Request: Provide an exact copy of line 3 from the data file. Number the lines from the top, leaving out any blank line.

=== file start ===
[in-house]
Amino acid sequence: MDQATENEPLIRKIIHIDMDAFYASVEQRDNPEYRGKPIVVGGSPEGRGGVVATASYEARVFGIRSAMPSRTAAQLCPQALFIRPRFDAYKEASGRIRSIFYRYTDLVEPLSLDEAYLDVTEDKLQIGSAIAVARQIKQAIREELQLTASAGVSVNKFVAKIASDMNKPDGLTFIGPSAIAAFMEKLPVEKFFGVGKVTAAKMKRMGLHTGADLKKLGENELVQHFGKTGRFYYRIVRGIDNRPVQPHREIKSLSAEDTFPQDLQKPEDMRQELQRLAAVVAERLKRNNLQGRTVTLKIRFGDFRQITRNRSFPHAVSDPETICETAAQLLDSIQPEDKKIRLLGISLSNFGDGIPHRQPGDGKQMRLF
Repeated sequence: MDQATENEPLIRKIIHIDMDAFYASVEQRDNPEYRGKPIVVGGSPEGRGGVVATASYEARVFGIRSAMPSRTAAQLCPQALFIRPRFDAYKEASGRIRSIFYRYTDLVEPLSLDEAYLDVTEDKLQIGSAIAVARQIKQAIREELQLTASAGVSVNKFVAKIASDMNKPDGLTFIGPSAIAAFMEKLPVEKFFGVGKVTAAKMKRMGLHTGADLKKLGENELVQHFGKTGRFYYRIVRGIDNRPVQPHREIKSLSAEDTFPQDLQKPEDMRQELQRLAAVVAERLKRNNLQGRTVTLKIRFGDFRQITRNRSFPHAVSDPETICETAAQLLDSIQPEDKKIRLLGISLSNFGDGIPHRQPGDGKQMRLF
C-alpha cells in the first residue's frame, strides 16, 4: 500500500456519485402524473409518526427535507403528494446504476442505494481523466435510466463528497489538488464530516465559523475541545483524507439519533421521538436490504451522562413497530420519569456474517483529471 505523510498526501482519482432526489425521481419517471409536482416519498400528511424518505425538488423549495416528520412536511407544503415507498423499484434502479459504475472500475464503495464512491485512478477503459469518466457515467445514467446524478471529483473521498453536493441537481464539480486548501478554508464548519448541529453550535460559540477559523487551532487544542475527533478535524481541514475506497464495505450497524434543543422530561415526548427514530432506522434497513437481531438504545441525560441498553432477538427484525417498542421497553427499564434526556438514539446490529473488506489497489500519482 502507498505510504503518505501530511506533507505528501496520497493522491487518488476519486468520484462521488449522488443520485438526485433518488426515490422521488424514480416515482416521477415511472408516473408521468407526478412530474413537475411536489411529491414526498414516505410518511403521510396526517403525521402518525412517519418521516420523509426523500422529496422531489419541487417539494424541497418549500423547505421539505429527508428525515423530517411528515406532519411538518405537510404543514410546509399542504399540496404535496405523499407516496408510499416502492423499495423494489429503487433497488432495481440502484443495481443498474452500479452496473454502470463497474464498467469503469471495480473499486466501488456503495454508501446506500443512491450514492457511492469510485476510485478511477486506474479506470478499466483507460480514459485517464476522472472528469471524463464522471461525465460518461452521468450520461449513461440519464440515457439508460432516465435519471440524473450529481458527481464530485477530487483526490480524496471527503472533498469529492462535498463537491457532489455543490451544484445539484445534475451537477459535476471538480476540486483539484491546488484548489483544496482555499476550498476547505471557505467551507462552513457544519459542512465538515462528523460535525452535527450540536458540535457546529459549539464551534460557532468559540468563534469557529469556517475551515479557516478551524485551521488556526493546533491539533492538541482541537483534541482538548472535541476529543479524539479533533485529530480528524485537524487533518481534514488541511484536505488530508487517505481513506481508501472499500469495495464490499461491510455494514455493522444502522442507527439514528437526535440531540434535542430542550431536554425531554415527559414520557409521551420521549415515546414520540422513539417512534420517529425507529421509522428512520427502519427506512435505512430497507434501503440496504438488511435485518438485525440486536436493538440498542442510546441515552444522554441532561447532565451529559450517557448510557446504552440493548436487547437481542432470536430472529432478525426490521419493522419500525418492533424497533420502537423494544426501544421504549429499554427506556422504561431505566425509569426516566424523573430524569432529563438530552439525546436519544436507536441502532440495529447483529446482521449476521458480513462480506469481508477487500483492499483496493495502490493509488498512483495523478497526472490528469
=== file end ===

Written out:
Repeated sequence: MDQATENEPLIRKIIHIDMDAFYASVEQRDNPEYRGKPIVVGGSPEGRGGVVATASYEARVFGIRSAMPSRTAAQLCPQALFIRPRFDAYKEASGRIRSIFYRYTDLVEPLSLDEAYLDVTEDKLQIGSAIAVARQIKQAIREELQLTASAGVSVNKFVAKIASDMNKPDGLTFIGPSAIAAFMEKLPVEKFFGVGKVTAAKMKRMGLHTGADLKKLGENELVQHFGKTGRFYYRIVRGIDNRPVQPHREIKSLSAEDTFPQDLQKPEDMRQELQRLAAVVAERLKRNNLQGRTVTLKIRFGDFRQITRNRSFPHAVSDPETICETAAQLLDSIQPEDKKIRLLGISLSNFGDGIPHRQPGDGKQMRLF